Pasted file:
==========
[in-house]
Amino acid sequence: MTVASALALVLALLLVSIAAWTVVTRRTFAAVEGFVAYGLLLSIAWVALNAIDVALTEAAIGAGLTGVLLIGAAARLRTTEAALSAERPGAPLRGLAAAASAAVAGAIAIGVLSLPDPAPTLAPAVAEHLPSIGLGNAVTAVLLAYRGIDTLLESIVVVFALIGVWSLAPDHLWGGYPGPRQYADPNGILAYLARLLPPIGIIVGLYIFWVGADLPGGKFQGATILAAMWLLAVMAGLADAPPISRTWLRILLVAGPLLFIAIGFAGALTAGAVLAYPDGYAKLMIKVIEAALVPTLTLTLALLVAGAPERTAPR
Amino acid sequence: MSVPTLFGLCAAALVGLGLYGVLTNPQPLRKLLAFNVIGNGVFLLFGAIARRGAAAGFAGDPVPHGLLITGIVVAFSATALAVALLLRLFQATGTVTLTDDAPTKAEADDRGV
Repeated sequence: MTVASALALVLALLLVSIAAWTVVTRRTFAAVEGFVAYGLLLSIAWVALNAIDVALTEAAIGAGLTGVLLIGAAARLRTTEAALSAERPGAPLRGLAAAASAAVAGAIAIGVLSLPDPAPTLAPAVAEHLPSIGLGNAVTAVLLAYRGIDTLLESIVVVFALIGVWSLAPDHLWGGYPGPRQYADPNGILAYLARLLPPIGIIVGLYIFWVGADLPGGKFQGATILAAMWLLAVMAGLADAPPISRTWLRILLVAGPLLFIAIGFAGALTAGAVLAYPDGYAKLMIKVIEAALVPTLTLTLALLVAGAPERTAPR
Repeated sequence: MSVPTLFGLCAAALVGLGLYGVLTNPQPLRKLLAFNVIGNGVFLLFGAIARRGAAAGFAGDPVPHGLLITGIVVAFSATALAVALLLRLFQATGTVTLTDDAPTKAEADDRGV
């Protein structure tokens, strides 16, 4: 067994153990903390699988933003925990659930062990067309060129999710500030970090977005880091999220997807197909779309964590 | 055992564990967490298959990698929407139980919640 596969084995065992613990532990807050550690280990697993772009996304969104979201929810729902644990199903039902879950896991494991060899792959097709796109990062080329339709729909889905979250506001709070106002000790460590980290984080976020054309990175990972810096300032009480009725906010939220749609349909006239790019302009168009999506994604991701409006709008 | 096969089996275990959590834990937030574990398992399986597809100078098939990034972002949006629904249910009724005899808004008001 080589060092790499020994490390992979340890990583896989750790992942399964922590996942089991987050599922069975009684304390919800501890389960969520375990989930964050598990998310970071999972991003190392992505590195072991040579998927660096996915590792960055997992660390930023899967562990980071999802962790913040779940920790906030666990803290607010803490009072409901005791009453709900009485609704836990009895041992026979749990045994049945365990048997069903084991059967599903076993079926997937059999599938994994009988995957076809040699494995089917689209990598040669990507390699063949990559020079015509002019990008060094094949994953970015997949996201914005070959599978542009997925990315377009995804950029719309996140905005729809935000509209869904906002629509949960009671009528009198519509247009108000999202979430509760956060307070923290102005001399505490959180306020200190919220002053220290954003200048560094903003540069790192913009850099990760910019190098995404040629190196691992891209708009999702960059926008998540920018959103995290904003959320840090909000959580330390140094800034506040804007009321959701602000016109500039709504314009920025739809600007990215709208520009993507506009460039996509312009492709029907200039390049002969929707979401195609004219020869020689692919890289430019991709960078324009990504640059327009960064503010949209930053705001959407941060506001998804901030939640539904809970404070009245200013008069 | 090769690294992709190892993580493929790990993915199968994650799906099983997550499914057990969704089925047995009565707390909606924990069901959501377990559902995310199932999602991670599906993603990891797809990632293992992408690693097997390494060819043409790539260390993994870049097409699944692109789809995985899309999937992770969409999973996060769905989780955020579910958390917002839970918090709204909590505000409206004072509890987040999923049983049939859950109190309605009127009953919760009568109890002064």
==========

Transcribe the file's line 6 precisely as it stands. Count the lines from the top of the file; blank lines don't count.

């Protein structure tokens, strides 16, 4: 067994153990903390699988933003925990659930062990067309060129999710500030970090977005880091999220997807197909779309964590 | 055992564990967490298959990698929407139980919640 596969084995065992613990532990807050550690280990697993772009996304969104979201929810729902644990199903039902879950896991494991060899792959097709796109990062080329339709729909889905979250506001709070106002000790460590980290984080976020054309990175990972810096300032009480009725906010939220749609349909006239790019302009168009999506994604991701409006709008 | 096969089996275990959590834990937030574990398992399986597809100078098939990034972002949006629904249910009724005899808004008001 080589060092790499020994490390992979340890990583896989750790992942399964922590996942089991987050599922069975009684304390919800501890389960969520375990989930964050598990998310970071999972991003190392992505590195072991040579998927660096996915590792960055997992660390930023899967562990980071999802962790913040779940920790906030666990803290607010803490009072409901005791009453709900009485609704836990009895041992026979749990045994049945365990048997069903084991059967599903076993079926997937059999599938994994009988995957076809040699494995089917689209990598040669990507390699063949990559020079015509002019990008060094094949994953970015997949996201914005070959599978542009997925990315377009995804950029719309996140905005729809935000509209869904906002629509949960009671009528009198519509247009108000999202979430509760956060307070923290102005001399505490959180306020200190919220002053220290954003200048560094903003540069790192913009850099990760910019190098995404040629190196691992891209708009999702960059926008998540920018959103995290904003959320840090909000959580330390140094800034506040804007009321959701602000016109500039709504314009920025739809600007990215709208520009993507506009460039996509312009492709029907200039390049002969929707979401195609004219020869020689692919890289430019991709960078324009990504640059327009960064503010949209930053705001959407941060506001998804901030939640539904809970404070009245200013008069 | 090769690294992709190892993580493929790990993915199968994650799906099983997550499914057990969704089925047995009565707390909606924990069901959501377990559902995310199932999602991670599906993603990891797809990632293992992408690693097997390494060819043409790539260390993994870049097409699944692109789809995985899309999937992770969409999973996060769905989780955020579910958390917002839970918090709204909590505000409206004072509890987040999923049983049939859950109190309605009127009953919760009568109890002064």